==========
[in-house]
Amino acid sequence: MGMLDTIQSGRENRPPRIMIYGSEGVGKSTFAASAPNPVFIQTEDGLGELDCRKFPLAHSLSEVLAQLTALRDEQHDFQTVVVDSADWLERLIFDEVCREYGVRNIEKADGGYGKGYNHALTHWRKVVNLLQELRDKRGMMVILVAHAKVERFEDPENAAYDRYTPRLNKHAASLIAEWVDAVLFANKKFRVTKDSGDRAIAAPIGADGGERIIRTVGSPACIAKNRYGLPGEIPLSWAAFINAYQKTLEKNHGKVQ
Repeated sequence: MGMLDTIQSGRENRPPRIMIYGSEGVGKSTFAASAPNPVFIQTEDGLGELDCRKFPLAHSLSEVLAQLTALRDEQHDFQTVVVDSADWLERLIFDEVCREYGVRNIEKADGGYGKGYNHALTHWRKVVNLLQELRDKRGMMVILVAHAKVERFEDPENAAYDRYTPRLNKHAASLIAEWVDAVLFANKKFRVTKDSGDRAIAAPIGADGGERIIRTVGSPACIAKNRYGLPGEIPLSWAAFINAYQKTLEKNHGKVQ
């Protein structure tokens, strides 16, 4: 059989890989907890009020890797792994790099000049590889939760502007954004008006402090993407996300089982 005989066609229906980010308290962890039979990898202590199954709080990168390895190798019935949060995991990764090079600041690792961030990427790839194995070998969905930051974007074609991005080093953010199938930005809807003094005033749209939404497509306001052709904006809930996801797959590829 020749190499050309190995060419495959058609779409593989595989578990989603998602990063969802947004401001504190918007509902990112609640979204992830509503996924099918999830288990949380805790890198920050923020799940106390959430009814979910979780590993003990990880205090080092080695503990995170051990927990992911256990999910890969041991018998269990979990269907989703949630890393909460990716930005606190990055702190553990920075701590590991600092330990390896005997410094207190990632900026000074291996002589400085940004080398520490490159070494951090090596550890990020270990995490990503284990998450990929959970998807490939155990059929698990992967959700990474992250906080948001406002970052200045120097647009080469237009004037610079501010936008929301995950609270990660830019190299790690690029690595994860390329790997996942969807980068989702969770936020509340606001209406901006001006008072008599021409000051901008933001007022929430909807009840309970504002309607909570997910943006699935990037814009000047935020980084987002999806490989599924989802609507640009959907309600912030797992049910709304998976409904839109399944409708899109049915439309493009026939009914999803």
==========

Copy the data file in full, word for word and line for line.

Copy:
[in-house]
Amino acid sequence: MGMLDTIQSGRENRPPRIMIYGSEGVGKSTFAASAPNPVFIQTEDGLGELDCRKFPLAHSLSEVLAQLTALRDEQHDFQTVVVDSADWLERLIFDEVCREYGVRNIEKADGGYGKGYNHALTHWRKVVNLLQELRDKRGMMVILVAHAKVERFEDPENAAYDRYTPRLNKHAASLIAEWVDAVLFANKKFRVTKDSGDRAIAAPIGADGGERIIRTVGSPACIAKNRYGLPGEIPLSWAAFINAYQKTLEKNHGKVQ
Repeated sequence: MGMLDTIQSGRENRPPRIMIYGSEGVGKSTFAASAPNPVFIQTEDGLGELDCRKFPLAHSLSEVLAQLTALRDEQHDFQTVVVDSADWLERLIFDEVCREYGVRNIEKADGGYGKGYNHALTHWRKVVNLLQELRDKRGMMVILVAHAKVERFEDPENAAYDRYTPRLNKHAASLIAEWVDAVLFANKKFRVTKDSGDRAIAAPIGADGGERIIRTVGSPACIAKNRYGLPGEIPLSWAAFINAYQKTLEKNHGKVQ
């Protein structure tokens, strides 16, 4: 059989890989907890009020890797792994790099000049590889939760502007954004008006402090993407996300089982 005989066609229906980010308290962890039979990898202590199954709080990168390895190798019935949060995991990764090079600041690792961030990427790839194995070998969905930051974007074609991005080093953010199938930005809807003094005033749209939404497509306001052709904006809930996801797959590829 020749190499050309190995060419495959058609779409593989595989578990989603998602990063969802947004401001504190918007509902990112609640979204992830509503996924099918999830288990949380805790890198920050923020799940106390959430009814979910979780590993003990990880205090080092080695503990995170051990927990992911256990999910890969041991018998269990979990269907989703949630890393909460990716930005606190990055702190553990920075701590590991600092330990390896005997410094207190990632900026000074291996002589400085940004080398520490490159070494951090090596550890990020270990995490990503284990998450990929959970998807490939155990059929698990992967959700990474992250906080948001406002970052200045120097647009080469237009004037610079501010936008929301995950609270990660830019190299790690690029690595994860390329790997996942969807980068989702969770936020509340606001209406901006001006008072008599021409000051901008933001007022929430909807009840309970504002309607909570997910943006699935990037814009000047935020980084987002999806490989599924989802609507640009959907309600912030797992049910709304998976409904839109399944409708899109049915439309493009026939009914999803």